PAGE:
On November 4, the McGill Bookstore placed “mood boards” around campus: large, blank whiteboards on which students could write comments and feedback on the Bookstore, under prompts such as “My bookstore would be better if…” The boards were placed in the SSMU cafeteria, Leacock, Stewart Biology, the Redpath library, and the Macdonald Campus and McTavish bookstores.
Come 2016, the building currently occupied by the McGill Bookstore will house the Desautels Faculty of Management’s MBA program. The Bookstore has not yet found a new location, but has continued to expand its online marketing. Jason Kack, the general manager of the McGill Bookstore, dismissed rumours that the Bookstore will be permanently closing its physical location and moving all sales exclusively online.
“There is no thought of closing the physical location of the Bookstore. In fact, we are looking to expand it, and have multiple locations. If anything, it will grow,” said Kack in an interview with The Daily.
Seeking community feedback
Students’ Society of McGill University (SSMU) President Kareem Ibrahim told The Daily that he is excited that the Bookstore is “reaching out to students,” considering McGill’s history of forgoing student consultation, such as in the 2010 closure of the Architecture Café.
“Consultation is also always something that groups struggle with. […] We’ve had SSMU struggle with it, and admin also does,” explained Ibrahim.
When asked about the success of the mood board initiative, Ibrahim noted that “the boards seem to be pretty full.”
“They are covered with feedback. I know it is obviously not the perfect form of consultation, that’s why there has to be multiple avenues. […] But I think it is good, just to start [getting] out the message to students that the bookstore wants to know what you want.”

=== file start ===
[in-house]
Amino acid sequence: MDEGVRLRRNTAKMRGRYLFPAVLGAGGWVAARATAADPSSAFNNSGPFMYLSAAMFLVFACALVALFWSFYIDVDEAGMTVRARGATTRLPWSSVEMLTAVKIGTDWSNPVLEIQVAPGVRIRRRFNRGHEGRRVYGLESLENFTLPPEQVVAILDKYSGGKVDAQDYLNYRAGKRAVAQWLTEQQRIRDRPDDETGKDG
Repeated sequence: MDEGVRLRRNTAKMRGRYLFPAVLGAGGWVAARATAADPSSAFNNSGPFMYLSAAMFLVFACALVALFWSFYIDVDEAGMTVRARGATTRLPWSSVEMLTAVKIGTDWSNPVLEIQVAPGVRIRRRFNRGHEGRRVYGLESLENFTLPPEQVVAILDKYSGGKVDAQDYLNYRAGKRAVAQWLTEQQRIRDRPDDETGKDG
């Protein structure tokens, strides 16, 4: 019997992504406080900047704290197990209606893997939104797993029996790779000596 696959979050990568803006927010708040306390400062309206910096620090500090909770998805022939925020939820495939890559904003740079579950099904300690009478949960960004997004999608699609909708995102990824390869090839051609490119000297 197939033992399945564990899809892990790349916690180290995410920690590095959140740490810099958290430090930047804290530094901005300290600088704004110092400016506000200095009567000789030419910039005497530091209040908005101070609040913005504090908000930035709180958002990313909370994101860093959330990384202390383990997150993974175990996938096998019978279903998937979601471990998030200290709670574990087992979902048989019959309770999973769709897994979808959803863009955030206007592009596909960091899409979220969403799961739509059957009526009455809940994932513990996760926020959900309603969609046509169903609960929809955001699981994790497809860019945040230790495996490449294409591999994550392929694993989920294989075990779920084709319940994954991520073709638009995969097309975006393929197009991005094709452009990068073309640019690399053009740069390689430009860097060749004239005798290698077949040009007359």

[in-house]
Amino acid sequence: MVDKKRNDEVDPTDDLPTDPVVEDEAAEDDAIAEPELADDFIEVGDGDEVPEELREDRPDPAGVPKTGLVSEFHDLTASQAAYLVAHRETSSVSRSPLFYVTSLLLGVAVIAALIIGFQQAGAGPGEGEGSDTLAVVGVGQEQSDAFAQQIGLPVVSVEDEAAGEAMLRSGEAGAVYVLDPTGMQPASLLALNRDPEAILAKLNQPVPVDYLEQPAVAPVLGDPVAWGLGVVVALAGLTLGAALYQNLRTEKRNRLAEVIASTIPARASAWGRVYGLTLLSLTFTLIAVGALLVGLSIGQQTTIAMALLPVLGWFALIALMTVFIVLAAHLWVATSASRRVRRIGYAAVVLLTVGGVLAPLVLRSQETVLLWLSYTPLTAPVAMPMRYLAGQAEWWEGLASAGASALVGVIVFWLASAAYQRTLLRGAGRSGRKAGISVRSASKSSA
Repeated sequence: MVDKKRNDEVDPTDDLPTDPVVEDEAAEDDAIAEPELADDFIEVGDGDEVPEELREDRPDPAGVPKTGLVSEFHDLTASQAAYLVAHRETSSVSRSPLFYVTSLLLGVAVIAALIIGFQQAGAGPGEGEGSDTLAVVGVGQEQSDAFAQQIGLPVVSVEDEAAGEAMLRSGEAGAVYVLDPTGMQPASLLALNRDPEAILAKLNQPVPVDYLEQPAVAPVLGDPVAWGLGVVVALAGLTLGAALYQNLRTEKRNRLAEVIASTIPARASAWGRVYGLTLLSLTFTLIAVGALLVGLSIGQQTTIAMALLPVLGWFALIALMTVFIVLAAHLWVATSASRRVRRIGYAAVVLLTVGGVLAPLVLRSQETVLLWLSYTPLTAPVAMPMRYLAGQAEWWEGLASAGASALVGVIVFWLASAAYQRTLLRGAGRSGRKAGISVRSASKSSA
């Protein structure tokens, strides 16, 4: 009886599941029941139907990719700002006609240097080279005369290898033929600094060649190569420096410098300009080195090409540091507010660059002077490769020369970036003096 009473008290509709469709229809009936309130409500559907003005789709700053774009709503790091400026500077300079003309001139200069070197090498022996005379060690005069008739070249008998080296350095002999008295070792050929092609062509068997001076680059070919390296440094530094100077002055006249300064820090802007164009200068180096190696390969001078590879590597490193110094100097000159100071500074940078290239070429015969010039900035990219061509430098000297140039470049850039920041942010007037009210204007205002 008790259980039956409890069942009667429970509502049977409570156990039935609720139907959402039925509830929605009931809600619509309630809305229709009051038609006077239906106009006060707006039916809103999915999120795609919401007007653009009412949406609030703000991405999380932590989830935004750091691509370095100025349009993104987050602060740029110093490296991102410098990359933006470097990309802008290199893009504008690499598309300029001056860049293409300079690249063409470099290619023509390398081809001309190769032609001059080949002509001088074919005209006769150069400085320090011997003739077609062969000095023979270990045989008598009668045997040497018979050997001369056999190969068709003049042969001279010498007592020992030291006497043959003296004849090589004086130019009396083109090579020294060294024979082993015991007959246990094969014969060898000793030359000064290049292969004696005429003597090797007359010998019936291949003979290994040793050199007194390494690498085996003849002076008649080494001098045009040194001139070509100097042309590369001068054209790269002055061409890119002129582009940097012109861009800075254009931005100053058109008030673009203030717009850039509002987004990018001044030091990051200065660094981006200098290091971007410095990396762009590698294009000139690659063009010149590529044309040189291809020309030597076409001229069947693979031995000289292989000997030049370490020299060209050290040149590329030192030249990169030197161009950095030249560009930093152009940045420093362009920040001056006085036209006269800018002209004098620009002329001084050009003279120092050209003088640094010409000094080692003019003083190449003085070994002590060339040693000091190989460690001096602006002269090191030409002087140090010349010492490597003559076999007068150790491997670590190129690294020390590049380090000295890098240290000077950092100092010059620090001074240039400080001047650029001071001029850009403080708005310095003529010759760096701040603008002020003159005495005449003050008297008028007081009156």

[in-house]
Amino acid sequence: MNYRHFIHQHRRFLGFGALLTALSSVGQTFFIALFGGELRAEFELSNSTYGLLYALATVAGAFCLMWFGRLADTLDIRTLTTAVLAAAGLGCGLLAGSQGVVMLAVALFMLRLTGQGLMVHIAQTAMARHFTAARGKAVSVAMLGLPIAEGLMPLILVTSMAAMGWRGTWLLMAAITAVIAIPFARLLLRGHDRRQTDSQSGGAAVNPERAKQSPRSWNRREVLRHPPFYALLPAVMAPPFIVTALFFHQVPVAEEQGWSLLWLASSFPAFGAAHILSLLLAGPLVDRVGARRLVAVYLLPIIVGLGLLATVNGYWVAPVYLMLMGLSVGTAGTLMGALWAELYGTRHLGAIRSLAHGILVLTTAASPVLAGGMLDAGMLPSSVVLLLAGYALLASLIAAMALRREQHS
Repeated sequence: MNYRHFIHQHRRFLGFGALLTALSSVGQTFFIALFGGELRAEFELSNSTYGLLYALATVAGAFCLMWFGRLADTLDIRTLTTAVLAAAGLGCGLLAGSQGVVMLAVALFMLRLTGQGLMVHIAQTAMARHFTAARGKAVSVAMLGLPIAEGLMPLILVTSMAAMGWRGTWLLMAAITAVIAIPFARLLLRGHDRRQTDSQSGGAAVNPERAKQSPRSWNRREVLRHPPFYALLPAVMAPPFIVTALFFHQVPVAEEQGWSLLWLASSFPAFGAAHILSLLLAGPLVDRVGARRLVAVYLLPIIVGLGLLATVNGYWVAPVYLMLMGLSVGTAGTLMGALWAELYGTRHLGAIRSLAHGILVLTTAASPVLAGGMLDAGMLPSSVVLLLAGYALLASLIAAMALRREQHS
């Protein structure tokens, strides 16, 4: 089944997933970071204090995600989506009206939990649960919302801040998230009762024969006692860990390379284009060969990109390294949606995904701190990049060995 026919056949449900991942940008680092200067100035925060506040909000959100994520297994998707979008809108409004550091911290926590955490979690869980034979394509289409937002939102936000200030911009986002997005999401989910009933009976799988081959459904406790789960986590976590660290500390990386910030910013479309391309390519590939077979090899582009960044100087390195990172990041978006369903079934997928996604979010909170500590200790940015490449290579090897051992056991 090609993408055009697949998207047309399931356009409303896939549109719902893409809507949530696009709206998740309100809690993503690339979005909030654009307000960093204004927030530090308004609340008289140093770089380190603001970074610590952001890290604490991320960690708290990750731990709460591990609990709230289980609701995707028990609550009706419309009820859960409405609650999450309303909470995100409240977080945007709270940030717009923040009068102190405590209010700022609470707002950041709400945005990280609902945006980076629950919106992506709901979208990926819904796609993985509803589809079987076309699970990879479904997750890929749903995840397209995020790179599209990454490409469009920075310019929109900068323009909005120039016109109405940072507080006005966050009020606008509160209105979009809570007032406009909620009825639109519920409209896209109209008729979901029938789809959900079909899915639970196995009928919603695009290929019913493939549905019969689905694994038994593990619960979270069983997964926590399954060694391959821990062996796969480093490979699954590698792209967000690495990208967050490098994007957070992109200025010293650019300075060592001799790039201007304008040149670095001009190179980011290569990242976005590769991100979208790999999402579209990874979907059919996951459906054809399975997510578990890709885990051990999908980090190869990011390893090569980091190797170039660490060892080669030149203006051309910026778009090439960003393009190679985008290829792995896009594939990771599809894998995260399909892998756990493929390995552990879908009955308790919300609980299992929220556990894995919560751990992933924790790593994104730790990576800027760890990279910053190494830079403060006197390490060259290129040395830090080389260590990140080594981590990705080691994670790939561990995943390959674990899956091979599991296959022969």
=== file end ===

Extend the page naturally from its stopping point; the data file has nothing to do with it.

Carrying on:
“Consultation is also always something that groups struggle with. […] We’ve had SSMU struggle with it, and admin also does.”
Evan Vassallo, a U3 Software Engineering student, told The Daily that he thinks the mood boards are “a great way to get […] feedback from students, to get new ideas from students.”
“I feel the whiteboards really grab attention in a really busy university setting where people are moving around. […] It allows people to take ten seconds out of their day to think about how [McGill’s services] could be improved.”
When asked about his own ideas for improvements, Vassallo cited the Bookstore’s inefficient use of space, saying, “when I was in the space last [time], the upper levels seemed to be sparse. There wasn’t much there.”
Kack noted that due to limited real estate in Montreal and on campus, whatever space the Bookstore ends up relocating to will likely be smaller.
“This building is 40,000 square feet, [that kind of space] doesn’t exist anywhere else,” he commented. “So we’ll have to be much more efficient when it comes to what our product is, what we’re displaying, and the experience with the customer.”
According to Kack, the Bookstore began renting out textbooks in 2011 and selling online course packs in 2013. Kack explained to The Daily that the Bookstore’s push for online marketing is part of an attempt to make academic material more accessible for students.
“Now all of our course packs are available digitally, and are cheaper as a consequence,” said Kack.
“Something that is relatively new is the concept of book rentals,” he continued. “That’s been gaining a lot of momentum [… because] you’re getting the guaranteed buyback upfront.” However, the prices of used, rented, and digital textbooks are all contingent on the price of the newest print edition.